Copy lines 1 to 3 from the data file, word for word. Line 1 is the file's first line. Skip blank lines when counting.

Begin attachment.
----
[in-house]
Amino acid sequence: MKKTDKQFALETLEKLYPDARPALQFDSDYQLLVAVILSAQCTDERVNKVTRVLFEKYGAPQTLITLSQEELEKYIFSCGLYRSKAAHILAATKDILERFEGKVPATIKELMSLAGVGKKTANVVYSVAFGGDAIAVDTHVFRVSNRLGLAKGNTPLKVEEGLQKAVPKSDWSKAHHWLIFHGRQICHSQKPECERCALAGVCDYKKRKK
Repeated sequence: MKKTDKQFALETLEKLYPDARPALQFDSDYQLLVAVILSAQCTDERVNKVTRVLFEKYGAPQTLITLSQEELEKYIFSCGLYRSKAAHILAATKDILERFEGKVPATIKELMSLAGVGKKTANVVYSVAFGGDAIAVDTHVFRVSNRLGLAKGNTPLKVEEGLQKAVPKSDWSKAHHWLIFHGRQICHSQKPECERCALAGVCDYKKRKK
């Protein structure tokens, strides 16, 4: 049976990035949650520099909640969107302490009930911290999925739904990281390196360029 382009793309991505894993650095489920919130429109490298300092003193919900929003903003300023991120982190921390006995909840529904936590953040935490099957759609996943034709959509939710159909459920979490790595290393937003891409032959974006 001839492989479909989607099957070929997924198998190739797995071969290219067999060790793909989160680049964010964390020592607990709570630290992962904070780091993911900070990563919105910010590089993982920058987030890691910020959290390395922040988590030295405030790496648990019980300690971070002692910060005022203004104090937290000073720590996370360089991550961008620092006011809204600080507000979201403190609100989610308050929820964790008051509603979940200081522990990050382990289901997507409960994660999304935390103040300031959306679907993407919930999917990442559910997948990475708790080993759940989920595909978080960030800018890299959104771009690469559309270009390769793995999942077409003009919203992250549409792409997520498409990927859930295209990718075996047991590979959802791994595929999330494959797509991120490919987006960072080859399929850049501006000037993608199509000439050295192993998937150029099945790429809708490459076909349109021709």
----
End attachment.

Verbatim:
[in-house]
Amino acid sequence: MKKTDKQFALETLEKLYPDARPALQFDSDYQLLVAVILSAQCTDERVNKVTRVLFEKYGAPQTLITLSQEELEKYIFSCGLYRSKAAHILAATKDILERFEGKVPATIKELMSLAGVGKKTANVVYSVAFGGDAIAVDTHVFRVSNRLGLAKGNTPLKVEEGLQKAVPKSDWSKAHHWLIFHGRQICHSQKPECERCALAGVCDYKKRKK
Repeated sequence: MKKTDKQFALETLEKLYPDARPALQFDSDYQLLVAVILSAQCTDERVNKVTRVLFEKYGAPQTLITLSQEELEKYIFSCGLYRSKAAHILAATKDILERFEGKVPATIKELMSLAGVGKKTANVVYSVAFGGDAIAVDTHVFRVSNRLGLAKGNTPLKVEEGLQKAVPKSDWSKAHHWLIFHGRQICHSQKPECERCALAGVCDYKKRKK